The original title of the Detroit program was Saint-Georges & Mozart 39, the first name referring to the Opus 5 (first) violin concerto by the Chevalier de Saint-Georges. Due to an unexpected complication, that selection had to be cancelled. As a result, Wolfgang Amadeus Mozart’s K. 543 symphony in E-flat major was preceded only by Elizabeth Ogonek’s “In Silence.” Like the Saint-Georges selection, this was concertante music for violin and orchestra, meaning that visiting soloist Karen Gomyo remained on the program.

When Zhang visited Davies, the earliest work on her program was the concluding symphony, Antonín Dvořák’s Opus 95 (ninth) in E minor, composed in 1893 and best known by its subtitle, “From the New World.” As a result, yesterday provided my first opportunity to listen to how Zhang would approach Mozart. As can be seen from the screen shot of the ensemble tuning up before beginning their performance, her performance was more “contemporary,” rather than “historical,” working with a generously-sized string section:

However, this seemed to be the “chemistry” that Zhang desired, and her engagement with the ensemble was so attentive that she did not need to consult the score:

All this made for a thoroughly engaging account of one of Mozart’s most familiar symphonies.

Gomyo’s performance of “In Silence” required two instruments, since Ogonek’s score involved scordatura tuning, dropping the pitch of the lowest (G) string down to F. Whether or not this had any significant impact on listening will be left to the tastes of the listener. Personally, I did not feel as if this new lowest tone offered much impact to the overall structure of the composition.

The title referred to the composer’s experiences of sitting in a church in silence. The score itself was structured in three movements:

  1. Nocturne
  2. Variations on Many Themes
  3. Aria with Suspensions

This struck me as having less to do with silence and more to do with different approaches to violin performance. I suspect that the scordatura tuning served those suspensions in the final movement, but Gomyo’s bowing technique in negotiating those suspensions was more than enough to seize and maintain “vision-based” attention.

The extent of her technical skills continued when she took her encore selection. This was “Violin Diptych,” composed by Samuel Adams in 2020. This would have been around the time that Adams was completing his score for Lyra, which was given its world premiere by San Francisco Performances this past October. The two “panels” of the diptych were presented in ABA form, providing an engaging opportunity for “comparative listening.” Gomyo clearly enjoyed playing this music, and her pleasure seems to have spilled over into the audience response.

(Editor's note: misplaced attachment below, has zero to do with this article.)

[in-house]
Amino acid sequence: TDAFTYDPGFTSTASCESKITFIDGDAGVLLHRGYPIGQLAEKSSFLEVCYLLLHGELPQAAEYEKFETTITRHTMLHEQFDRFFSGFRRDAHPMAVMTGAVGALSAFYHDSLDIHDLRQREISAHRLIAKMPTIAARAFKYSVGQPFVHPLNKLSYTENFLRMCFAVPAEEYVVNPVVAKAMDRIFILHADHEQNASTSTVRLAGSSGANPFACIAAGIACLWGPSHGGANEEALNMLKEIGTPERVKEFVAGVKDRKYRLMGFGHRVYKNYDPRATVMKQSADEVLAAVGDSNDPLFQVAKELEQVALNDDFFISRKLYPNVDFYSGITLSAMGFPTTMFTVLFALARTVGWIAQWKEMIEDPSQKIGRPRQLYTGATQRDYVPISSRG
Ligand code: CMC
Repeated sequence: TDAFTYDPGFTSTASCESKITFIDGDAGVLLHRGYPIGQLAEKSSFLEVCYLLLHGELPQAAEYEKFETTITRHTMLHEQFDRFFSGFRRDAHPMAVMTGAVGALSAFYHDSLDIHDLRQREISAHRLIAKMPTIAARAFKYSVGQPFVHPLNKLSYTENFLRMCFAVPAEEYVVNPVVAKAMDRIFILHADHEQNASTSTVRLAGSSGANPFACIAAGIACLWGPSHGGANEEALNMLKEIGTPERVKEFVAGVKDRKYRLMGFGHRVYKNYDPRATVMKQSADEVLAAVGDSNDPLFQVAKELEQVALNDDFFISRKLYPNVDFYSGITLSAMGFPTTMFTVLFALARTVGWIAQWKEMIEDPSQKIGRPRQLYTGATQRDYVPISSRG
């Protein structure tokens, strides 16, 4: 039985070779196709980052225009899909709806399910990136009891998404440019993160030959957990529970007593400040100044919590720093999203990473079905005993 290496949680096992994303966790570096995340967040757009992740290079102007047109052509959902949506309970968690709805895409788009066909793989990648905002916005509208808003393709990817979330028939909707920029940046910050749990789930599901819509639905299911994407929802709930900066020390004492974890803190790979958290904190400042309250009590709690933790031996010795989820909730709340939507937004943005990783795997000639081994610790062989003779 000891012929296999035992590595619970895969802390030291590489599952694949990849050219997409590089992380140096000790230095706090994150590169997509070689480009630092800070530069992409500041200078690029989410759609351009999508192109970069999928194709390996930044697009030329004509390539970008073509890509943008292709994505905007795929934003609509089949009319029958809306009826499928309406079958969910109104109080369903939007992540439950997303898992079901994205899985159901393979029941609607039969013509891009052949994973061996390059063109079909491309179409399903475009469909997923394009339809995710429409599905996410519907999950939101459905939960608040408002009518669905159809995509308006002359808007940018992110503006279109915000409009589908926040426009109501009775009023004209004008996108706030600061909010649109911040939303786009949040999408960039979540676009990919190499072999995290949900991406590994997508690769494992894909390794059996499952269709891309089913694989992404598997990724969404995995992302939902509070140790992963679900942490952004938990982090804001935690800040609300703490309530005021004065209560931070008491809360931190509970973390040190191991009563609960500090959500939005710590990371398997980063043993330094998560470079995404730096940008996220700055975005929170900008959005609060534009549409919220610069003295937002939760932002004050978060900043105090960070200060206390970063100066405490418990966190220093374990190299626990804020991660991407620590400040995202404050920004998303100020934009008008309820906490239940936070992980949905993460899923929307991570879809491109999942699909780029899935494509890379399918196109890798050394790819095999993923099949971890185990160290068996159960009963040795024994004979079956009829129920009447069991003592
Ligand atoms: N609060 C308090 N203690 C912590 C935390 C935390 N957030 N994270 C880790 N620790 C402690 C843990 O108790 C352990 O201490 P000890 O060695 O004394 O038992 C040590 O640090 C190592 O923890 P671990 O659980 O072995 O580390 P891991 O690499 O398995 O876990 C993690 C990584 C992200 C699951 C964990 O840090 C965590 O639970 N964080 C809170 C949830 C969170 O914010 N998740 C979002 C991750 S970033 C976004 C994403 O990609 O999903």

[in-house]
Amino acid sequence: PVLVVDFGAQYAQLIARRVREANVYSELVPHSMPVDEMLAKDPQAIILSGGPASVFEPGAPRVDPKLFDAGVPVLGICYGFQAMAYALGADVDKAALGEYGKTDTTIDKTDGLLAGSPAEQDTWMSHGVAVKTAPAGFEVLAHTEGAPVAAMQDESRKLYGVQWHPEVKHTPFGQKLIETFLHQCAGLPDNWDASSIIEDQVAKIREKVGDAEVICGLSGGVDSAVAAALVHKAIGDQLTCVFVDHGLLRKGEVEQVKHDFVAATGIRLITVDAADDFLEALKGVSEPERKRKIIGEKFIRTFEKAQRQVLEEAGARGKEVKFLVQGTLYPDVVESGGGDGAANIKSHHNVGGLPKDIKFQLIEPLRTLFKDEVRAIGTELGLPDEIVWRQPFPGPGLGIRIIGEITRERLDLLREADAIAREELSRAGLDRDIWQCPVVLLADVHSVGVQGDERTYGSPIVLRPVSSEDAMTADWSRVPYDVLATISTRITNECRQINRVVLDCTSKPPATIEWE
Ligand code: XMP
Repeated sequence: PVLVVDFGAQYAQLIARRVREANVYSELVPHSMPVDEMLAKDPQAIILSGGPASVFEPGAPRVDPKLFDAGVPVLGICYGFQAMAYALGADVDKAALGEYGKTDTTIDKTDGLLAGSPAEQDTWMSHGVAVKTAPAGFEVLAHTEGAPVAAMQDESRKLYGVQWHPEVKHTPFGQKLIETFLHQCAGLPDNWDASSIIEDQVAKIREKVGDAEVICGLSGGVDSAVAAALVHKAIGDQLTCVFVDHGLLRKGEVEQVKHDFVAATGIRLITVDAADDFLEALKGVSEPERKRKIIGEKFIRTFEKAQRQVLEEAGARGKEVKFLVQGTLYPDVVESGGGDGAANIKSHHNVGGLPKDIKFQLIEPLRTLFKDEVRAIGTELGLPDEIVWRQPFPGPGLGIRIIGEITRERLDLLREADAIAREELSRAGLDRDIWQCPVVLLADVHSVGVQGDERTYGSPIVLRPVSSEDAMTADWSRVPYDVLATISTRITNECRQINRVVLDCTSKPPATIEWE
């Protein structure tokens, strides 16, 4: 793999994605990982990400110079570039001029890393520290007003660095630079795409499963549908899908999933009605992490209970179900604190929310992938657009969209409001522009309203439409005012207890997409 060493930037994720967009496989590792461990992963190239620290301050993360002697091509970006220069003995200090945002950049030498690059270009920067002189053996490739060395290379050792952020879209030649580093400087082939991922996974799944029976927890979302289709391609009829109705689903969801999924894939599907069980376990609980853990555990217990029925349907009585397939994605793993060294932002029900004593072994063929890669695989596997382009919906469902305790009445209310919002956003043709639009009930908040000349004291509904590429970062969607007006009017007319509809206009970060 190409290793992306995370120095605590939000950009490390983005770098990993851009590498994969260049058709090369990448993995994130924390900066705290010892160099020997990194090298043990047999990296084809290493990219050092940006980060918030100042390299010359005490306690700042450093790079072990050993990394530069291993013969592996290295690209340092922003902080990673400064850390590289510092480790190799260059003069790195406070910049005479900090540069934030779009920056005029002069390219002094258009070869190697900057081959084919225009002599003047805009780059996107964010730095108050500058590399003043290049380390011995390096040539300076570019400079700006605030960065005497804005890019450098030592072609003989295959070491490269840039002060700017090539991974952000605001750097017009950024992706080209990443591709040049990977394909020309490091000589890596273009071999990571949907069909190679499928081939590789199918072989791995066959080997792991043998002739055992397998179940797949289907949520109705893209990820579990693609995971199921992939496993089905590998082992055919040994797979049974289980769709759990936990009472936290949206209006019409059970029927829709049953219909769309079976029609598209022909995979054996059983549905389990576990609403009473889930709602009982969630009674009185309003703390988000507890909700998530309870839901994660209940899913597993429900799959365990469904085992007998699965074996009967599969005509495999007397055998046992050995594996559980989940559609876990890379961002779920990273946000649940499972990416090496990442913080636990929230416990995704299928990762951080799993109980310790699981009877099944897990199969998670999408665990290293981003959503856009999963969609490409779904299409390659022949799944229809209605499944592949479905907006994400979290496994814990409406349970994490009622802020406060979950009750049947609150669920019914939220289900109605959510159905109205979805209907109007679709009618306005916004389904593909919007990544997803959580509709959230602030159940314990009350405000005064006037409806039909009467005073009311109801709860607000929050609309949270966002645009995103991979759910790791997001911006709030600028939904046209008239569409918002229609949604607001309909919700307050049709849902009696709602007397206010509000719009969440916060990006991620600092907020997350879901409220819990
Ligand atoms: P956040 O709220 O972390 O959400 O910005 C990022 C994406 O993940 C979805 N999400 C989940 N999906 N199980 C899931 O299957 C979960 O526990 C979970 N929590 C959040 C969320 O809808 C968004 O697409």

Saturday, May 28, 2022

Program Specifics for Eun Sun Kim’s Concert

SFO Music Director Eun Sun Kim (photograph by Kim Tae-hwan, courtesy of SFO)

Readers probably know by now that the two operas to be presented during the San Francisco Opera (SFO) Summer Season will be led by two guest conductors. Bertrand de Billy will make his SFO debut conducting Wolfgang Amadeus Mozart’s K. 527 Don Giovanni, and Darrell Ang will make his SFO debut conducting Bright Sheng’s Dream of the Red Chamber. As a result, Caroline H. Hume Music Director Eun Sun Kim will make her sole appearance in the one-night-only program Eun Sun Kim Conducts Verdi.

This will be a concert program developed by Kim to honor the work of Italian composer Giuseppe Verdi by offering excerpts from three of his operas. Kim will conduct the SFO Orchestra and SFO Chorus, now under the direction of John Keene. There will be four featured soloists: soprano Nicole Car, tenor Arturo Chacón-Cruz, baritone Etienne Dupuis, and bass Soloman Howard. Current Adler Fellows soprano Mikayla Sager, tenor Edward Graves, and bass Stefan Egerstrom will also contribute to the performance.